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View Full Version : Coby van Baalen and student NOT GUILTY in Power and Paint case



freestyle2music
Dec. 24, 2007, 06:28 PM
This week Power and Paint won the Pony of the Year award.

Next to this Coby, Angela etc.... were found NOT Guilty on any of the accusations concernig the Power and Paint case. Also the Royal Dutch Horse Federation was forced to publish all the documents concerning this accusations and the findings of the court on their website.

Merry Christmas

Added : I just red the 30 pages which were published on the KNHS website, and I can tell you that this was a extensive study with very good documented conclussions from the court.
Here is the link : http://www.knhs.nl/objects/00008319.pdf

When I can find some time I will translate the most important parts !

Dalfan
Dec. 24, 2007, 07:37 PM
Theo; unfortunately I think she has already been tried and convicted in the court of public opinion.

freestyle2music
Dec. 24, 2007, 08:13 PM
Theo; unfortunately I think she has already been tried and convicted in the court of public opinion.

You are probably right, but I think you over-estimate the power of the BB's and or media, because on every BB you have the silent majority. But what we have seen in Europe (the last week) is the fact that the van Baalen's and their horses get extra applause and recognition. Choosing Power and Paint as the "Pony of the Year" was decided by Internet votes ! And the media have to make a deep bow now, while for the first time ever the Royal Dutch Equestrian Federation was forced to publish the outcome of this courtcase on their website and in their magazine.

It seems that there are still many people who believe the experts and don't have an agenda or a frustration !

canticle
Dec. 24, 2007, 09:22 PM
Not guilty of what? What were the charges? :confused:

Treecipitous
Dec. 24, 2007, 09:40 PM
I have to agree with Dalfan. While, on paper, she was not found guilty, she has still lost the respect of many people in the dressage community.

Mary in Area 1
Dec. 24, 2007, 09:57 PM
Ah, they must have spent a lot of money on a very good lawyer!

Hazelnut
Dec. 25, 2007, 07:30 AM
Theo; unfortunately I think she has already been tried and convicted in the court of public opinion.

Sad thought. Possibly not true AND won't mean much for COBY and CO.

freestyle2music
Dec. 25, 2007, 08:14 AM
Sad thought. Possibly not true AND won't mean much for COBY and CO.

The hardest part for Coby was not the BB's, but the fact that the Royal Dutch Equestrian Federation started this courtcase against her and the junior rider. Yes the KNHS was butchered down by the judges but it always will stay a "Pirus Victorie" for Coby and her stable. I don't think it is different in all other countries, but specially in Holland the managers of the KNHS have very long toes. And since these same people decide who is invited for international competitions it can become a problem (also for Coby and Marlies's students).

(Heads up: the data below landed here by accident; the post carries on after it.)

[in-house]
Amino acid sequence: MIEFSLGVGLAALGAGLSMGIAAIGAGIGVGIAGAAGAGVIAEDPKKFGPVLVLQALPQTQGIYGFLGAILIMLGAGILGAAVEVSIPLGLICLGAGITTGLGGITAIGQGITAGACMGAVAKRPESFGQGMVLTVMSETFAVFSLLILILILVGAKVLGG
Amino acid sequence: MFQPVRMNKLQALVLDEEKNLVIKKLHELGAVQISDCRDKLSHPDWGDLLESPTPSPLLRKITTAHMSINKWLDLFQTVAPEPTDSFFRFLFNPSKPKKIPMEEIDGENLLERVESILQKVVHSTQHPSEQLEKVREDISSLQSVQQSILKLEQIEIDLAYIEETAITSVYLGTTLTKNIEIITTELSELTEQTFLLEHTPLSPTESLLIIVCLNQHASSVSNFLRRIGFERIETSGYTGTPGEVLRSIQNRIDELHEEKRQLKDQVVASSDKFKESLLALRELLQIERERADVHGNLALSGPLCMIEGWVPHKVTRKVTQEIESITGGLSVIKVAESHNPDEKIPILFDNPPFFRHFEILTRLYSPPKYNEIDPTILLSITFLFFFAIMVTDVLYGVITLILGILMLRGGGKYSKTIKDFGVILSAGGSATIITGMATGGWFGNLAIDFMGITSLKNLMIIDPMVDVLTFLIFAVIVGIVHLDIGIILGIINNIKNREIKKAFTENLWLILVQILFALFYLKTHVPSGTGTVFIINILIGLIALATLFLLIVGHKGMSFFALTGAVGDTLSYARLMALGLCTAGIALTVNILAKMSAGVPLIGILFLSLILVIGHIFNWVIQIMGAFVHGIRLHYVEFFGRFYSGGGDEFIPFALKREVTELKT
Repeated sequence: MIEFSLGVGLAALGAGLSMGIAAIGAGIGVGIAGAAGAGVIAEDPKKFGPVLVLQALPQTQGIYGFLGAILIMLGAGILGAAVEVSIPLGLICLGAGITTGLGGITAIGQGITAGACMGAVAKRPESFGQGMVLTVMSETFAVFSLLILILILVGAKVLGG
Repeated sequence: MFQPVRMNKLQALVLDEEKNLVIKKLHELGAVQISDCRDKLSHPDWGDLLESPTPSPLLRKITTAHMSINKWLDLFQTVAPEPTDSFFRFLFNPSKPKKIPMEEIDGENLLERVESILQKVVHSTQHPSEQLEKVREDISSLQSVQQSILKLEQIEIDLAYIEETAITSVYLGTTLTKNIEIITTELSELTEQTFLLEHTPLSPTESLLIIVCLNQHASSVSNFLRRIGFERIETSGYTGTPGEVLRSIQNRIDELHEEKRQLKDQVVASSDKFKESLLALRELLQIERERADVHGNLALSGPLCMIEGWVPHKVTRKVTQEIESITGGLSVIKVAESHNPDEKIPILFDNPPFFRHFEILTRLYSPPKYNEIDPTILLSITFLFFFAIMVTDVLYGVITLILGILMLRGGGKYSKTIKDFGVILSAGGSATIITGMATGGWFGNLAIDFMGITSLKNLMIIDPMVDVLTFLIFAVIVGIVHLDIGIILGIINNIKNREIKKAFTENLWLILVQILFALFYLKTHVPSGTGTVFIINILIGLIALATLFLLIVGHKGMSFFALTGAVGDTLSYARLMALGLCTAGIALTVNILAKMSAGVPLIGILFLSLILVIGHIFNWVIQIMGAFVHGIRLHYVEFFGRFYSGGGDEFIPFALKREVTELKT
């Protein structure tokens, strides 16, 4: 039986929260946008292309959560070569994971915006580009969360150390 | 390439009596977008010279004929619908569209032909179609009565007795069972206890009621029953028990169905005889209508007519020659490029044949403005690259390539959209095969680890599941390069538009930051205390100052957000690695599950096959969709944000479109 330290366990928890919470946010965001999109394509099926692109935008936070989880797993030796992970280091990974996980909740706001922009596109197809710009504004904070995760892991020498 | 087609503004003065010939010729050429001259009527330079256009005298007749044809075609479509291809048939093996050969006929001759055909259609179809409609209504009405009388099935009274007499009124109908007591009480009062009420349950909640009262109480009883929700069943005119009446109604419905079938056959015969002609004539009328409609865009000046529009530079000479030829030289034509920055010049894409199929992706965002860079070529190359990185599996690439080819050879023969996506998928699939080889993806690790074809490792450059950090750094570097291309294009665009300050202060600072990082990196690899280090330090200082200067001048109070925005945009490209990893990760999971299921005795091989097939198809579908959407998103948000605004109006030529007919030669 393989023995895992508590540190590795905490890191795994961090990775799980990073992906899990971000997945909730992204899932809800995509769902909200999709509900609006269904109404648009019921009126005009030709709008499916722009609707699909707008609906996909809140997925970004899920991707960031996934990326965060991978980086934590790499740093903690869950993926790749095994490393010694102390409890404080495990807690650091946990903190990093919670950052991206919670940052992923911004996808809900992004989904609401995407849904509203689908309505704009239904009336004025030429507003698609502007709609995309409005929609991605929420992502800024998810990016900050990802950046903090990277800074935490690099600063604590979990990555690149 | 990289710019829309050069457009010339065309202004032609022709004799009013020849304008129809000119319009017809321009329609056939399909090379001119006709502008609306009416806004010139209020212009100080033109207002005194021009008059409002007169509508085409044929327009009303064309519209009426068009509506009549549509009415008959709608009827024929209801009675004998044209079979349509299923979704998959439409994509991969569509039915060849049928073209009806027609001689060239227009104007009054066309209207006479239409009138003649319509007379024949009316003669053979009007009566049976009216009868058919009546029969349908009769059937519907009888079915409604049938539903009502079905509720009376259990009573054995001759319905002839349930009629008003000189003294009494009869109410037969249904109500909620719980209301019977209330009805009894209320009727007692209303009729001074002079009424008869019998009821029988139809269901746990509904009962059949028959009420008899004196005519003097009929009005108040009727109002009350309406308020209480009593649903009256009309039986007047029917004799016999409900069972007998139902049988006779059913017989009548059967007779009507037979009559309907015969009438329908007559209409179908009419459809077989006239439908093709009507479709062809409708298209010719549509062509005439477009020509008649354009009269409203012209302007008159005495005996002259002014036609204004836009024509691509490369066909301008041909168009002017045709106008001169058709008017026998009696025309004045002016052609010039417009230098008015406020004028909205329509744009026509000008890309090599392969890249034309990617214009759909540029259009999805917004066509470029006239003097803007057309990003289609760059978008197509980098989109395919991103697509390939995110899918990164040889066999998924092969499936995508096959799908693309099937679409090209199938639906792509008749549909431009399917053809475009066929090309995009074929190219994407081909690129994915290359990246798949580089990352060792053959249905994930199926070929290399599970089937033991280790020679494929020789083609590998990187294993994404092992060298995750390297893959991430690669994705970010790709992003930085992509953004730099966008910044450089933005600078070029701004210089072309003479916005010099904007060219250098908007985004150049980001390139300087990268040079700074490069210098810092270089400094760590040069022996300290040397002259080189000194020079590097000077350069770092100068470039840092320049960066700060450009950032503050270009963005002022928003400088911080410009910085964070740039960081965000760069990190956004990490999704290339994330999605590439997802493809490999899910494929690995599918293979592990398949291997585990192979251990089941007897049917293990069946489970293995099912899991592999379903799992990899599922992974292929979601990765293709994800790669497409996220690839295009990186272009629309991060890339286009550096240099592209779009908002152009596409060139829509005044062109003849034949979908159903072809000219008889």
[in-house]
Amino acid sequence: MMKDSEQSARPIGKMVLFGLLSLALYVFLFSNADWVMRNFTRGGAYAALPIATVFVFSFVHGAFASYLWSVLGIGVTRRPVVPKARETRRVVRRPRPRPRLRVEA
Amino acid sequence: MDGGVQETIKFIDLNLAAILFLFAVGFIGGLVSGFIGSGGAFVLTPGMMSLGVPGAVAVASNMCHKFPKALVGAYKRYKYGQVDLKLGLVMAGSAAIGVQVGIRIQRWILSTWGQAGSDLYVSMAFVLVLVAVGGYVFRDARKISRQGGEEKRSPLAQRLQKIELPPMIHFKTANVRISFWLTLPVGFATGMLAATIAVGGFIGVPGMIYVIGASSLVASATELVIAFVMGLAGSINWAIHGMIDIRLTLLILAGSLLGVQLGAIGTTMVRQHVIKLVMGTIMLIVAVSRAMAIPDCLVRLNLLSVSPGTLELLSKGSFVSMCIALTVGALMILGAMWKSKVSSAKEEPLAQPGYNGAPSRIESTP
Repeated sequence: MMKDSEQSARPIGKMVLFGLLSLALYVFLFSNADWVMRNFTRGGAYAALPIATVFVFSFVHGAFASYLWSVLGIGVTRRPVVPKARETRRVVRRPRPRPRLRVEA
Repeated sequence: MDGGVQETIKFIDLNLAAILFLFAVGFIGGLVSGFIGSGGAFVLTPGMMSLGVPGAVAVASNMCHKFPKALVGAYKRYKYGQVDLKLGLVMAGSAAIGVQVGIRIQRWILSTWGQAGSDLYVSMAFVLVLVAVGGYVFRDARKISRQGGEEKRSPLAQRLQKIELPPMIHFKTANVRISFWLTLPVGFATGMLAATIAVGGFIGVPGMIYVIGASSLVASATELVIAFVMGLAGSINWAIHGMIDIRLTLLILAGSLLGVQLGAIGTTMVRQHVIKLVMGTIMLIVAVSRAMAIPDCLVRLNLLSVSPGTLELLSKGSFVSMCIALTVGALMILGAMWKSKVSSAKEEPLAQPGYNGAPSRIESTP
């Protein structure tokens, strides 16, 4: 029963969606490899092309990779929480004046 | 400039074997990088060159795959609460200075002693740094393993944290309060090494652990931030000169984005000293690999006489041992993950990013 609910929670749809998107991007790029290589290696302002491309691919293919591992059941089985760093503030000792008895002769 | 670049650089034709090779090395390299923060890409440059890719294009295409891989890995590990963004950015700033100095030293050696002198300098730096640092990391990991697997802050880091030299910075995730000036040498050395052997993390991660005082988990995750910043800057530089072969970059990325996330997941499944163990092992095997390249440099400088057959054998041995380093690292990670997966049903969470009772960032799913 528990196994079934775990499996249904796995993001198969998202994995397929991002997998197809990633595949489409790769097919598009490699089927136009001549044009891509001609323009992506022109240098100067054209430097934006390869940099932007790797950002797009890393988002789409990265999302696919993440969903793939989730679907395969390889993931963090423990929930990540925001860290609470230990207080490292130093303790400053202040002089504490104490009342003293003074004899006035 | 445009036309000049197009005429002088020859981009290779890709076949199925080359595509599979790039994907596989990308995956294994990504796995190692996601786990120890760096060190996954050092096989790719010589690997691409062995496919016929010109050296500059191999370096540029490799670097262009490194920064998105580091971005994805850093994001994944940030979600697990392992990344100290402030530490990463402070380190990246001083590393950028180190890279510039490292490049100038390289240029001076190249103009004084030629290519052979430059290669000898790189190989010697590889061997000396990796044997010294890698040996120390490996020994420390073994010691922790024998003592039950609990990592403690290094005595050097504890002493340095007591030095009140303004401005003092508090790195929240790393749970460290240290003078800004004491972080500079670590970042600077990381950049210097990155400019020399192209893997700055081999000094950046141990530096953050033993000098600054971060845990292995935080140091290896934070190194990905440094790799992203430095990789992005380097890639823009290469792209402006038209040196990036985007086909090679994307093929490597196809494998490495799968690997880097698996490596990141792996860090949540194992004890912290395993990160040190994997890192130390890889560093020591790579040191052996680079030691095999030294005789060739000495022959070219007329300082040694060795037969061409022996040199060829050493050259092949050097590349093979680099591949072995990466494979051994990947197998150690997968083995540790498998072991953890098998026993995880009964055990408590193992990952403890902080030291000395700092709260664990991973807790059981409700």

And Mary in Area 1 don't worry about the cost of the expensive lawyers, because the KNHS is also convicted in the cost of the procedure, probably meaning that they just raise the cost of starting at competitions :mad:

One of the most remarkable things in this courtcase is that the court has based their conclussions (next to the reports of the experts etc..etc..) on a German book called "Richtlinien für Reiten und Fahren Part 6 Longieren"

sing
Dec. 25, 2007, 08:28 AM
So now will she feel free to be more "forthcoming" about what she was doing and why she was doing it?

freestyle2music
Dec. 25, 2007, 08:47 AM
So now will she feel free to be more "forthcoming" about what she was doing and why she was doing it?

Everything is very well documented in the manyyy pages of the courtcase.

Exceptional (for the court) was also the fact that the photographer's statements on the internet changed from day to day and that he refused to give a written statement nor wanted to be heared in this case by the court.

slc2
Dec. 25, 2007, 09:07 AM
You can rejoice in the court case all you want, Theo. Because you are a friend of van Baalen I just don't think you can be counted on in this particular situation to have a balanced point of view.

I don't think van Baalen is any criminal either, I see her as more of a victem of this method than anything else. She's just doing what a lot of people are doing. And I'm sure the photographer did everything he could to make it look as bad as possible, and may not want to say exactly in detail how he did that, and I'm sure there was pressure on him both to go to court and to NOT go to court (hell the dog organization got death threats when they took away degeneres's dog) ....and I'm also sure that the pony was longed in very short side reins.